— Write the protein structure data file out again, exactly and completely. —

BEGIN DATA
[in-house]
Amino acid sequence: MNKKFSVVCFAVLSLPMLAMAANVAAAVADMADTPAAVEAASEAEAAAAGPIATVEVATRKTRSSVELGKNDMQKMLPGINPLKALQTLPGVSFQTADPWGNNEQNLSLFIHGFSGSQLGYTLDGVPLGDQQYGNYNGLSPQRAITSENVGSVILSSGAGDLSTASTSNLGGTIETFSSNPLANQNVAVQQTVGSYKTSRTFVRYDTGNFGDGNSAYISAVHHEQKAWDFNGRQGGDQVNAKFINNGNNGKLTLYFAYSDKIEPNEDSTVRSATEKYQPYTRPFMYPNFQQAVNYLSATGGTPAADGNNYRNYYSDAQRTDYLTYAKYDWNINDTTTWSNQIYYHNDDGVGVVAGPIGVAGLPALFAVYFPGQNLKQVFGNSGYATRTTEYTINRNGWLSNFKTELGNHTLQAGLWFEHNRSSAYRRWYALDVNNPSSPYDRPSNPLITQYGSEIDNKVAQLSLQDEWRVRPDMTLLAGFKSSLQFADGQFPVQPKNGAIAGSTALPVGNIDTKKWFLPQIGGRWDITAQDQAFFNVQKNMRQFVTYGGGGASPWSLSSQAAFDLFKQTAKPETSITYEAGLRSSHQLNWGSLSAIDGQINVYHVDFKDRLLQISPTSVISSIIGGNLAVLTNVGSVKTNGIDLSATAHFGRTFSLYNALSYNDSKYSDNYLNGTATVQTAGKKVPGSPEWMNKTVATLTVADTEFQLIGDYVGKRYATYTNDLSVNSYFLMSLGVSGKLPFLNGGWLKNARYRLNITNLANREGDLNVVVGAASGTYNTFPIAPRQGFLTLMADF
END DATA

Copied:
[in-house]
Amino acid sequence: MNKKFSVVCFAVLSLPMLAMAANVAAAVADMADTPAAVEAASEAEAAAAGPIATVEVATRKTRSSVELGKNDMQKMLPGINPLKALQTLPGVSFQTADPWGNNEQNLSLFIHGFSGSQLGYTLDGVPLGDQQYGNYNGLSPQRAITSENVGSVILSSGAGDLSTASTSNLGGTIETFSSNPLANQNVAVQQTVGSYKTSRTFVRYDTGNFGDGNSAYISAVHHEQKAWDFNGRQGGDQVNAKFINNGNNGKLTLYFAYSDKIEPNEDSTVRSATEKYQPYTRPFMYPNFQQAVNYLSATGGTPAADGNNYRNYYSDAQRTDYLTYAKYDWNINDTTTWSNQIYYHNDDGVGVVAGPIGVAGLPALFAVYFPGQNLKQVFGNSGYATRTTEYTINRNGWLSNFKTELGNHTLQAGLWFEHNRSSAYRRWYALDVNNPSSPYDRPSNPLITQYGSEIDNKVAQLSLQDEWRVRPDMTLLAGFKSSLQFADGQFPVQPKNGAIAGSTALPVGNIDTKKWFLPQIGGRWDITAQDQAFFNVQKNMRQFVTYGGGGASPWSLSSQAAFDLFKQTAKPETSITYEAGLRSSHQLNWGSLSAIDGQINVYHVDFKDRLLQISPTSVISSIIGGNLAVLTNVGSVKTNGIDLSATAHFGRTFSLYNALSYNDSKYSDNYLNGTATVQTAGKKVPGSPEWMNKTVATLTVADTEFQLIGDYVGKRYATYTNDLSVNSYFLMSLGVSGKLPFLNGGWLKNARYRLNITNLANREGDLNVVVGAASGTYNTFPIAPRQGFLTLMADF